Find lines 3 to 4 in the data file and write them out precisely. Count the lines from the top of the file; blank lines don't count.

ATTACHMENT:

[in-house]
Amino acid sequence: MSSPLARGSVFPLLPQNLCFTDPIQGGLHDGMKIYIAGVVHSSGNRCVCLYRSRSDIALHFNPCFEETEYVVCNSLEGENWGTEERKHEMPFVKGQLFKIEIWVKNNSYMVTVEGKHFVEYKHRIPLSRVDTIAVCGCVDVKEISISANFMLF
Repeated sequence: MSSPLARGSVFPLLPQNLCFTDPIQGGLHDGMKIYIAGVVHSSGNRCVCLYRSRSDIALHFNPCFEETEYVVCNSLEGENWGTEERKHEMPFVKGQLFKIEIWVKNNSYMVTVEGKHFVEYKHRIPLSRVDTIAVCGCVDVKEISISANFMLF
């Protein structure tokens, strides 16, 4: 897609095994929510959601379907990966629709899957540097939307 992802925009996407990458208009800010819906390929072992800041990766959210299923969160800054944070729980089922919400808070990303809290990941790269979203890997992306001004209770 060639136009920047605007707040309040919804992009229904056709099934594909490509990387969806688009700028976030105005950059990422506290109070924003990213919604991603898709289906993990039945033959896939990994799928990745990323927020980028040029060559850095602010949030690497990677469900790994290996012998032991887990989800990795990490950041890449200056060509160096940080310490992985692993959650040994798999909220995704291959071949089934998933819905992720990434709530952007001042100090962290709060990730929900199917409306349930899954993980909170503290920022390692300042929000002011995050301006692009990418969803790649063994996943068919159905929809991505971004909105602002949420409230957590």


Repeated sequence: MSSPLARGSVFPLLPQNLCFTDPIQGGLHDGMKIYIAGVVHSSGNRCVCLYRSRSDIALHFNPCFEETEYVVCNSLEGENWGTEERKHEMPFVKGQLFKIEIWVKNNSYMVTVEGKHFVEYKHRIPLSRVDTIAVCGCVDVKEISISANFMLF
């Protein structure tokens, strides 16, 4: 897609095994929510959601379907990966629709899957540097939307 992802925009996407990458208009800010819906390929072992800041990766959210299923969160800054944070729980089922919400808070990303809290990941790269979203890997992306001004209770 060639136009920047605007707040309040919804992009229904056709099934594909490509990387969806688009700028976030105005950059990422506290109070924003990213919604991603898709289906993990039945033959896939990994799928990745990323927020980028040029060559850095602010949030690497990677469900790994290996012998032991887990989800990795990490950041890449200056060509160096940080310490992985692993959650040994798999909220995704291959071949089934998933819905992720990434709530952007001042100090962290709060990730929900199917409306349930899954993980909170503290920022390692300042929000002011995050301006692009990418969803790649063994996943068919159905929809991505971004909105602002949420409230957590």